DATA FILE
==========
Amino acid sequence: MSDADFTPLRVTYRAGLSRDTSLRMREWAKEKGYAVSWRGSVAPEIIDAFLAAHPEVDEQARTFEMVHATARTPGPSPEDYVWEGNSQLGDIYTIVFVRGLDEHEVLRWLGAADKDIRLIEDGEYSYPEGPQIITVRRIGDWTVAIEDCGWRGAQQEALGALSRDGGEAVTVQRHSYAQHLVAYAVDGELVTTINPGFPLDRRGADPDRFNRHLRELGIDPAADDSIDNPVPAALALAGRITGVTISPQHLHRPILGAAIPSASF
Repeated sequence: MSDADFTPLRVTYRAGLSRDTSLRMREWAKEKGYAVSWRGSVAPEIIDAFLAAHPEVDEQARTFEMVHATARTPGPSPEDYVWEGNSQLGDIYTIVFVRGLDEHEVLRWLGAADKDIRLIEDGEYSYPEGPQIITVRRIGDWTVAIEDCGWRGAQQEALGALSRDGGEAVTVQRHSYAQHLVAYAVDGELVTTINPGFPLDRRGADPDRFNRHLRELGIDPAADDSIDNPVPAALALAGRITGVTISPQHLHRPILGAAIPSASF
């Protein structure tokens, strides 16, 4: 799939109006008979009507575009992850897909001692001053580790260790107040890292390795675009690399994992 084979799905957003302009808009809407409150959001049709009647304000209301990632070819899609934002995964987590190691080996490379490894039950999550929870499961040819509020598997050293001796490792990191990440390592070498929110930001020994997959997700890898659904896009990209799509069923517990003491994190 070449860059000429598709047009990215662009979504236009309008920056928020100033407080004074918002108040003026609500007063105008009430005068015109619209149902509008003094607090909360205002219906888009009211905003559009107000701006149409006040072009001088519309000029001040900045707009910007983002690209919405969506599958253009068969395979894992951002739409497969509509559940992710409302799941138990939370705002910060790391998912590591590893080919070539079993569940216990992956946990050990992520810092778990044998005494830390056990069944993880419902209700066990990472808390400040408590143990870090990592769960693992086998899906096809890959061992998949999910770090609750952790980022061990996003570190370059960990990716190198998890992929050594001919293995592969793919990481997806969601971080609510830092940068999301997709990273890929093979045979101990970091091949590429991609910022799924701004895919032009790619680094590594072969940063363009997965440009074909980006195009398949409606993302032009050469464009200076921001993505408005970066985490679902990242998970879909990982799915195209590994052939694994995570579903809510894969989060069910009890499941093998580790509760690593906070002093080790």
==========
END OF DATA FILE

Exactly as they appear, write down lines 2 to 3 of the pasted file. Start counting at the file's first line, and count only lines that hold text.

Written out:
Repeated sequence: MSDADFTPLRVTYRAGLSRDTSLRMREWAKEKGYAVSWRGSVAPEIIDAFLAAHPEVDEQARTFEMVHATARTPGPSPEDYVWEGNSQLGDIYTIVFVRGLDEHEVLRWLGAADKDIRLIEDGEYSYPEGPQIITVRRIGDWTVAIEDCGWRGAQQEALGALSRDGGEAVTVQRHSYAQHLVAYAVDGELVTTINPGFPLDRRGADPDRFNRHLRELGIDPAADDSIDNPVPAALALAGRITGVTISPQHLHRPILGAAIPSASF
């Protein structure tokens, strides 16, 4: 799939109006008979009507575009992850897909001692001053580790260790107040890292390795675009690399994992 084979799905957003302009808009809407409150959001049709009647304000209301990632070819899609934002995964987590190691080996490379490894039950999550929870499961040819509020598997050293001796490792990191990440390592070498929110930001020994997959997700890898659904896009990209799509069923517990003491994190 070449860059000429598709047009990215662009979504236009309008920056928020100033407080004074918002108040003026609500007063105008009430005068015109619209149902509008003094607090909360205002219906888009009211905003559009107000701006149409006040072009001088519309000029001040900045707009910007983002690209919405969506599958253009068969395979894992951002739409497969509509559940992710409302799941138990939370705002910060790391998912590591590893080919070539079993569940216990992956946990050990992520810092778990044998005494830390056990069944993880419902209700066990990472808390400040408590143990870090990592769960693992086998899906096809890959061992998949999910770090609750952790980022061990996003570190370059960990990716190198998890992929050594001919293995592969793919990481997806969601971080609510830092940068999301997709990273890929093979045979101990970091091949590429991609910022799924701004895919032009790619680094590594072969940063363009997965440009074909980006195009398949409606993302032009050469464009200076921001993505408005970066985490679902990242998970879909990982799915195209590994052939694994995570579903809510894969989060069910009890499941093998580790509760690593906070002093080790």